|Any time you pick up a Gene Wolfe novel, you are going down the rabbit hole, taking the pill that wakes you up, stepping through a portal into a hyper-reality where all the customs are subtly different, and you will have to figure things out. Old ways of thinking simply will not get you through to the end, and before the end you will probably have to revise your entire mental construct at least twice.
In The Land Across, the protagonist, a travel-writer named Grafton, deliberately sets out to cross a border into a country that is difficult to enter, and even harder to leave. He knows success will prove dangerous; even so, he is shocked by the brutality of his translation from observer to pawn in this country where he is stripped of all his usual protections and immunities. With little more than mother wit and a will to survive, Grafton negotiates for his continued existence variously in interrogation rooms, under house arrest, in prison and captivity and in a haunted house, bribing some, serving others, dealing in favors, obligations, information and misinformation. More often than not, the prime mover in any situation is fear. Grafton’s advantage is that he himself is almost never afraid; it takes some seriously supernatural mojo to get his hair to raise.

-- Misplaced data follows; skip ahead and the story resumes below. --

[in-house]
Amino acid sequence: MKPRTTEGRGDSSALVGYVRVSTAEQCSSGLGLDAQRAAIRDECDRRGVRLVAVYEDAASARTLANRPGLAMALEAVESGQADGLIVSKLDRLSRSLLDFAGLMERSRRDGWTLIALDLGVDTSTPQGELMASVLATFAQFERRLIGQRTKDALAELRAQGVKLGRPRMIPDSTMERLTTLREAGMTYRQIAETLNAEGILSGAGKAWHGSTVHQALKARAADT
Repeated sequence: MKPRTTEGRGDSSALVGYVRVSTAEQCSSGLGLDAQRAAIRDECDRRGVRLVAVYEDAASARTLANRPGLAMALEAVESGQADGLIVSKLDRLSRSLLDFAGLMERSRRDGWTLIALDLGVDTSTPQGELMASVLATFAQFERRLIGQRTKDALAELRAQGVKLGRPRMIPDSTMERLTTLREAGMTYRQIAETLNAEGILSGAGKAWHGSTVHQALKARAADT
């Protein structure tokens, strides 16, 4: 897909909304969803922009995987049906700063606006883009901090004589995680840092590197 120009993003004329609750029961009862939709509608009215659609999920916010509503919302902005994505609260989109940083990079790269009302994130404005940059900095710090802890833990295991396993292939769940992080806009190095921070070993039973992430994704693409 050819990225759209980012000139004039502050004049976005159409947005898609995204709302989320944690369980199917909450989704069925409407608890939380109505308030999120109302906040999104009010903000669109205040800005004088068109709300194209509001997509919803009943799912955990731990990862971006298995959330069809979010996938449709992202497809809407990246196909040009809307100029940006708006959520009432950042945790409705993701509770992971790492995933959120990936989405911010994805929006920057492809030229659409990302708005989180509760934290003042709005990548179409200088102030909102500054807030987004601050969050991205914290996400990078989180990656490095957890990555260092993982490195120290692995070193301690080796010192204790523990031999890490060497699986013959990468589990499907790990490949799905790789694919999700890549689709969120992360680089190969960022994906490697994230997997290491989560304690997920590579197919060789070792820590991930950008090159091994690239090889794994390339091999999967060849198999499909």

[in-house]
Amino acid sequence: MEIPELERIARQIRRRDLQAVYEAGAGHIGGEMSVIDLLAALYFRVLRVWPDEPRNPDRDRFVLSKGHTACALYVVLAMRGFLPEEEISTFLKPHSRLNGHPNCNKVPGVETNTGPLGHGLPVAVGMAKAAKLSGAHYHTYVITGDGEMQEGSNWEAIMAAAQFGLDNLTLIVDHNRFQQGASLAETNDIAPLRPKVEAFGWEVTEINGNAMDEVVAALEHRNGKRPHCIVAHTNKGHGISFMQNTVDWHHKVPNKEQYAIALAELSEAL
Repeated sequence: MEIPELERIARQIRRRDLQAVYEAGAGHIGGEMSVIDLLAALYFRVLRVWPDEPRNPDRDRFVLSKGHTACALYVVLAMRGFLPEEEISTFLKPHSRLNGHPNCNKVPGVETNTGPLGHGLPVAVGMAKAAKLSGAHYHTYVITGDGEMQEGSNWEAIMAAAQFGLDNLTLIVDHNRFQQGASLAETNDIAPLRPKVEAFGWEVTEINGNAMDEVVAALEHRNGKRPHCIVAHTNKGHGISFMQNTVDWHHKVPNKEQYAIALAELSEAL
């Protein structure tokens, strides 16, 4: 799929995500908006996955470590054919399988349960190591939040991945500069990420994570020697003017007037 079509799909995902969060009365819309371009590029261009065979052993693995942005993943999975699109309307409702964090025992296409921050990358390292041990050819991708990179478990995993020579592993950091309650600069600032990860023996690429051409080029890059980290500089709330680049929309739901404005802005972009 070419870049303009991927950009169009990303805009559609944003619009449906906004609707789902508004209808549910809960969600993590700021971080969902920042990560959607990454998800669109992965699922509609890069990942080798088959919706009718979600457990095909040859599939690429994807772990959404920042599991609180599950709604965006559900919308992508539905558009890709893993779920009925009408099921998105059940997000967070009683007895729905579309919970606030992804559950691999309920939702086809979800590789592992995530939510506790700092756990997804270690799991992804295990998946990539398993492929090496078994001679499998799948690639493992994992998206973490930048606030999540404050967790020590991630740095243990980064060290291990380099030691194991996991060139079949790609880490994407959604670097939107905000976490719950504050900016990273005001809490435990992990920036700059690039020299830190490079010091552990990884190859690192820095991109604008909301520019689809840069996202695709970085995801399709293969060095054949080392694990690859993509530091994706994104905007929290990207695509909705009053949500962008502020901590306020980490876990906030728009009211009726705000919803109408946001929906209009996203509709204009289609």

An undercurrent of political commentary runs throughout, and only the most purblind, complacent chauvinist would think, “Oh, that could never happen here” - wherever one’s here happens to be. The hard truth is that virtually everything that happens to Grafton could happen anywhere, in any modern country.
This is a tough but gratifying book, one that reverberates in your mind long after you close it. ~~ Chris Paige
For more books by Gene Wolfe click here